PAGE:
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Chapter 3 — Ferryhouse

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Neglect and emotional abuse


He accepted, however, that Fr Basilio49 should not have accepted more boys than the 160 maximum. The School now accommodated 200 boys, and ‘the produce of the farm and garden of 70 acres would be ample for a school of 160 boys; a larger number necessitates extern purchasings and greater cost per caput’.


This extraordinary letter not merely denied that the boys were not gaining weight, a fact that could be easily proven and was not just a matter of opinion, but stated that the farm produced enough food to feed 160 boys. He did not state whether additional food had been brought in, but implied it was not a customary procedure. Nor did he even consider the effects of overcrowding on the health and welfare of the boys.


Dr McCabe was shown his letter and was asked to comment on it. She took him on roundly. In her letter to the Chief Inspector dated 25th November 1944, she set out in detail her thinking on the nutritional needs of growing children and the importance of weight and growth charts in monitoring a child’s health. She wrote: No well cared for healthy child should lose weight. Weight may tend to increase more rapidly in one child than in another, but there should always be a gain.


She stressed the importance of diet, the need for vitamins A, B, C and D, minerals such as iron, and calcium. She described milk as the most important single item of food, and that it was known as the perfect food because it contained protein, fat, carbohydrate, vitamins and calcium and iron, all important for growth and bone formation. She added: That is my reason for so strongly advocating its use in the schools, and eventually I hope to have each child supplied with one quart of milk per diem.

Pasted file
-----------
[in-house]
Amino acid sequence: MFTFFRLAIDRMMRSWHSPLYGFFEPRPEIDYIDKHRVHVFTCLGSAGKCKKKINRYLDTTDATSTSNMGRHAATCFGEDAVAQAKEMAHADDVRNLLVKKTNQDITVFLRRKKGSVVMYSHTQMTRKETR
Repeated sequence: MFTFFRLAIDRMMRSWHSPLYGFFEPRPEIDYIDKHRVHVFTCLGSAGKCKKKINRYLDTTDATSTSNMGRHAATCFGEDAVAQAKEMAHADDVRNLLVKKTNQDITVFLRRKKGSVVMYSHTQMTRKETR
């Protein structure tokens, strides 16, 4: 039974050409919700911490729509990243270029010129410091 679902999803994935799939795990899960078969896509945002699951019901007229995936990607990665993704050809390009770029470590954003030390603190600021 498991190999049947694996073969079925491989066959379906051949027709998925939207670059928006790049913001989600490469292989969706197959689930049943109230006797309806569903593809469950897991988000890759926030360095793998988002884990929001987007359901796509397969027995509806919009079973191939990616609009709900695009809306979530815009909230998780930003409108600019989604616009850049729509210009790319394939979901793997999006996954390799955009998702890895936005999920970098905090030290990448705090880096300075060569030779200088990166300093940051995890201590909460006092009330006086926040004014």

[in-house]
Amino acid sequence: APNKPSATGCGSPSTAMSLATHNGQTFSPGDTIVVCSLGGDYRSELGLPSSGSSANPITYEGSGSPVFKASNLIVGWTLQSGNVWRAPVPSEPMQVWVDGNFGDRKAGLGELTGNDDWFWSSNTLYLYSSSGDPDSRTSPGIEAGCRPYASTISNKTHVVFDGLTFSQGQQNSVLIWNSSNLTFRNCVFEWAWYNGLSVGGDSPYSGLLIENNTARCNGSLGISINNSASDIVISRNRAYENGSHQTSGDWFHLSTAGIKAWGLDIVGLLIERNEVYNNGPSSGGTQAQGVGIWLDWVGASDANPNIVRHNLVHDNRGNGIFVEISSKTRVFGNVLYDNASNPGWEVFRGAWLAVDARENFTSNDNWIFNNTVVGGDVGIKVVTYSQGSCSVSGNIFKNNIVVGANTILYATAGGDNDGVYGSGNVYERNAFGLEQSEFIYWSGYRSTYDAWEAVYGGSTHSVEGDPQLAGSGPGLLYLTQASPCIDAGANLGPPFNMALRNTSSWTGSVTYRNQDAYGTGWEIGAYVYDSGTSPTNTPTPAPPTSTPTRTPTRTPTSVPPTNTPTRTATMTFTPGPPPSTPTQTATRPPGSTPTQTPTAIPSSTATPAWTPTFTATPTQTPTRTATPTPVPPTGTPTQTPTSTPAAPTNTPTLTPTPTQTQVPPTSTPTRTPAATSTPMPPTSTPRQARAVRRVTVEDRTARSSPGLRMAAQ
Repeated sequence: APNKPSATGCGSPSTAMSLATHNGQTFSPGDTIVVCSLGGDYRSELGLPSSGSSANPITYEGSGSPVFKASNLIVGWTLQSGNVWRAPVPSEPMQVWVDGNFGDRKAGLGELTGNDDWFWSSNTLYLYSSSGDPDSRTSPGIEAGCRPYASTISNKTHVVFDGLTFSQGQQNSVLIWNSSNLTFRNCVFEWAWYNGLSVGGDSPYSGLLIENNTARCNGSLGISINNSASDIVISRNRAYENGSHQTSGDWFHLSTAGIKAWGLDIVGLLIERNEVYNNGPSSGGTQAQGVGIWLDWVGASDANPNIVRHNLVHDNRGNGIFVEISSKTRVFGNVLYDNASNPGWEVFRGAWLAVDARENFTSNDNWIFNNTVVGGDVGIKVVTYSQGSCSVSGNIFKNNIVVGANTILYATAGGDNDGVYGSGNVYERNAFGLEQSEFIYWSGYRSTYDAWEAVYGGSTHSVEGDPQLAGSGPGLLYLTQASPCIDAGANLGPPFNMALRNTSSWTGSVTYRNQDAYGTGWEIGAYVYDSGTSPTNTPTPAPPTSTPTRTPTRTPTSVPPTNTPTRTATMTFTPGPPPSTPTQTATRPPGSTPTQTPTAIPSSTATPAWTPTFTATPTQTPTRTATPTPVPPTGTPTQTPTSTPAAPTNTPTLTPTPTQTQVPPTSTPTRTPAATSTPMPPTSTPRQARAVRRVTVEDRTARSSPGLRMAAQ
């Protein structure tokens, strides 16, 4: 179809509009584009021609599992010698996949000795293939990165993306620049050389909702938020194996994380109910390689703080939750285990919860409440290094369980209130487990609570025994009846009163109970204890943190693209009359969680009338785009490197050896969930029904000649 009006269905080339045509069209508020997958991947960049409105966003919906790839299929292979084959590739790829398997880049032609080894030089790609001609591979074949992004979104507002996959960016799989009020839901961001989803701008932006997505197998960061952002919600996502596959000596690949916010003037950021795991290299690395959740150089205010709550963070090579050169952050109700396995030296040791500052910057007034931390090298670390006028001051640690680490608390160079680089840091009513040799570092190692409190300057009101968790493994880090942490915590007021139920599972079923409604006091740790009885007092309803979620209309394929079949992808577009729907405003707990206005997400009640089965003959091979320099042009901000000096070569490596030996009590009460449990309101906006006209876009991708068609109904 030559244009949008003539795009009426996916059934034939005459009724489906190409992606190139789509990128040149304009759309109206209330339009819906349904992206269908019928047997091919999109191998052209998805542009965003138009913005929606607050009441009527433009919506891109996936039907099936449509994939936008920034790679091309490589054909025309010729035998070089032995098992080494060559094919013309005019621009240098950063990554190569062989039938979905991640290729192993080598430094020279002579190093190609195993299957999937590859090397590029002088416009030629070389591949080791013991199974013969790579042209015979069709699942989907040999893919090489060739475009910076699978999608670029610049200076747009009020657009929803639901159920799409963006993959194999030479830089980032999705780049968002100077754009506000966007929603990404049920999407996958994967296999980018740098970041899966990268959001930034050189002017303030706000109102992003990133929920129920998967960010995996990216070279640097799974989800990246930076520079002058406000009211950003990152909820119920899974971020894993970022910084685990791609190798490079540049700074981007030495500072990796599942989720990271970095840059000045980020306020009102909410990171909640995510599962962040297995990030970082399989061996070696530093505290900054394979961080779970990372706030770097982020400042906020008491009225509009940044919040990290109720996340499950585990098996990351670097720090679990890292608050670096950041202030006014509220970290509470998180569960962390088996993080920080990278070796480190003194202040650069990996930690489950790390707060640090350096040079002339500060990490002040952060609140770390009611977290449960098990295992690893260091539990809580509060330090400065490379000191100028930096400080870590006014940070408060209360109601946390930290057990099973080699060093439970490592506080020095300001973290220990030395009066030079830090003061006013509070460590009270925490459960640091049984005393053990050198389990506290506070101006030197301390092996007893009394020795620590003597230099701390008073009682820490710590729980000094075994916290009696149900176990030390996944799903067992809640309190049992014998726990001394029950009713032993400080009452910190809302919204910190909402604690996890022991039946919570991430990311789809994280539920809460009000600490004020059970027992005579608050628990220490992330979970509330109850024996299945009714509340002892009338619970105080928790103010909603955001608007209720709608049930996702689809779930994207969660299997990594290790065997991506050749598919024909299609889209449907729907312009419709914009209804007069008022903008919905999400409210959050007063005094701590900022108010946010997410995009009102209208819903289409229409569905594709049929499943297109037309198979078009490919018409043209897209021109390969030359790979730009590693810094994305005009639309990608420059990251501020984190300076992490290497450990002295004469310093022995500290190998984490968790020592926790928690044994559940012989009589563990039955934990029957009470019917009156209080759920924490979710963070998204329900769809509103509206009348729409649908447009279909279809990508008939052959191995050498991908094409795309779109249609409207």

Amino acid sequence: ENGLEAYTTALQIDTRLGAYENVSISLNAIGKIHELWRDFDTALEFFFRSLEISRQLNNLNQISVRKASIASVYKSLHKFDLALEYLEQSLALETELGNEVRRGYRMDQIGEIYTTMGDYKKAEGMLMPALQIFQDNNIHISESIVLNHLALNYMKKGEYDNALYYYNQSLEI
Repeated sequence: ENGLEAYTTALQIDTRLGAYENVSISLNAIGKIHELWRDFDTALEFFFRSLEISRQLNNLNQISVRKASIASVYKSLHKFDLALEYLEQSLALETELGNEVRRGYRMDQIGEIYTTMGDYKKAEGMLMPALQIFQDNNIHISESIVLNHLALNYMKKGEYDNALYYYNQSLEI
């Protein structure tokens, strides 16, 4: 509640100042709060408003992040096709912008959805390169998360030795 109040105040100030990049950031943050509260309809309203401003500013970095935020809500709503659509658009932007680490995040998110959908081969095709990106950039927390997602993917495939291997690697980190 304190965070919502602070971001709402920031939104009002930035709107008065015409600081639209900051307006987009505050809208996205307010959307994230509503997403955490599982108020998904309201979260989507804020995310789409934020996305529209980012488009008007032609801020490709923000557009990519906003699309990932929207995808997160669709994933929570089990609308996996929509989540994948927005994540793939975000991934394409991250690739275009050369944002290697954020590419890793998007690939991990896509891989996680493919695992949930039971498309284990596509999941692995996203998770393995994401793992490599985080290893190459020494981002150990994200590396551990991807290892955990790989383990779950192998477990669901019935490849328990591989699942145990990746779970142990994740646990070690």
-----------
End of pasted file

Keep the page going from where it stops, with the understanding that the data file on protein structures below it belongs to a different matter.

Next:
She went on to describe how she had been campaigning for an improvement in the diet scales in the industrial and reformatory schools. Shortly after her appointment in 1939, she had revised all diet scales and had advised the individual schools about the deficiencies in diet. She had introduced many new items of food into the school dietary that had hitherto not been in use, because they were unknown to the school managers. Things had gone well in the halcyon days, when food was plentiful and cheap, but matters now could not be regarded as satisfactory. She explained: In practically every school which I visit, I find, with a few exceptions, that the children are insufficiently fed. I have evidence in support of this statement from the medical charts which, after considerable opposition from managers are now used in all the schools. I have obtained verbally particulars of the quantities of the different foodstuffs supplied for meals – such particulars are often imparted to me very reluctantly by the Sisters in charge of the school kitchens. The quantities are, in my opinion, far short of what should constitute an adequate meal.


After this resounding criticism, she went on to set out definitive standards of food provision for each day of the week.


On 11th December 1944, the Provincial had replaced the Resident Manager in Ferryhouse. The Chief Inspector wrote to him on 19th December 1944 to say: We are particularly gratified at your choice of a young man. The position of Resident Manager of an Industrial School is only too often regarded as a “retirement job” whereas it is pre-eminently one for a young, active man, whose life’s work is still before him and who can approach it with the fresh idealism of youth. A Resident manager shoulders the heavy responsibility of father to hundreds of unfortunate boys. He moulds their whole lives during the vital formative years they spend in his school, and there is no limit to the good he may try to do for them except the limits imposed by his own capacity and will.